# Model for spread of contagious disease.

1. Dec 3, 2013

### elitewarr

Hello guys, I am quite unsure in how to start the modeling for population. If I define y as the number of infected persons and y' as the rate of spread is it correct? I see the number of contacts between infected and non infected persons to be equal to the number of infected persons. Otherwise I have no idea how to form the variables.

Thank you.

2. Dec 3, 2013

### economicsnerd

If $p\in(0,1)$ is the infected proportion, it may be convenient to model things in terms of $x=\log\dfrac{p}{1-p}$, as the latter (which is in one-to-one correspondence with the former) can take any real value.

It sounds like what is being described is that $\dot p$ is proportional to $e^x$, so say $\dot p = \alpha e^x$ for some $\alpha>0$.

Then we can compute $\dot x e^x = \dfrac{d}{dt} e^x = \dfrac{(1-p)\dot p - p(-\dot p)}{p^2} = \dfrac{\dot p}{p^2}= \dfrac{\alpha e^x}{p^2}$, and so $\dot x = \dfrac{\alpha}{p^2}$. One can further verify that $p = \dfrac{1}{1+e^{-x}}$, and so $\dot x = \alpha(1+e^{-x})^2$.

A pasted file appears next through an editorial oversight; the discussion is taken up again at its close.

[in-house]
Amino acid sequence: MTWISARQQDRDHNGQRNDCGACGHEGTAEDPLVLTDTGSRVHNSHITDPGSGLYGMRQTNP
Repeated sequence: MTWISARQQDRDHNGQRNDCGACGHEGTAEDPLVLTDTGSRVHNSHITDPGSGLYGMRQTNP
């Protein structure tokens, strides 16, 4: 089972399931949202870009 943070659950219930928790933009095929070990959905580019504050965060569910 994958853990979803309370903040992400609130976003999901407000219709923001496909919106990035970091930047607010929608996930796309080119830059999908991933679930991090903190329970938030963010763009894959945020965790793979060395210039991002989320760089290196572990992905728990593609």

From the above equation, it's easy to see that:
- $x$ is strictly increasing over time if $-\infty<x<\infty$, and therefore $p$ is strictly increasing if $0<p<1$.
- Therefore, $x$ must converge to something finite or infinite. It's easy to see that it can't converge to anything finite over time. Therefore $x\to\infty$. Thus $p\to 1$ as long as $0<p\leq 1$.

The only remaining case of $p$ starting at $0$ is easy to consider on its own.

3. Dec 3, 2013

### economicsnerd

Oh whoops, it's simpler than that. Disregard.

Number of contacts between infected and uninfected should be proportional to $p(1-p)$ maybe?

4. Dec 3, 2013

### nsaspook

http://arxiv.org/abs/1311.6376

5. Dec 5, 2013

### elitewarr

Sorry for the late reply. Thank you guys. But I think the simpler version should suffice according to the logistic equation.

And.. I don't rawly understand what you wrote economicsnerd haha.. My knowledge isn't that advanced yet..

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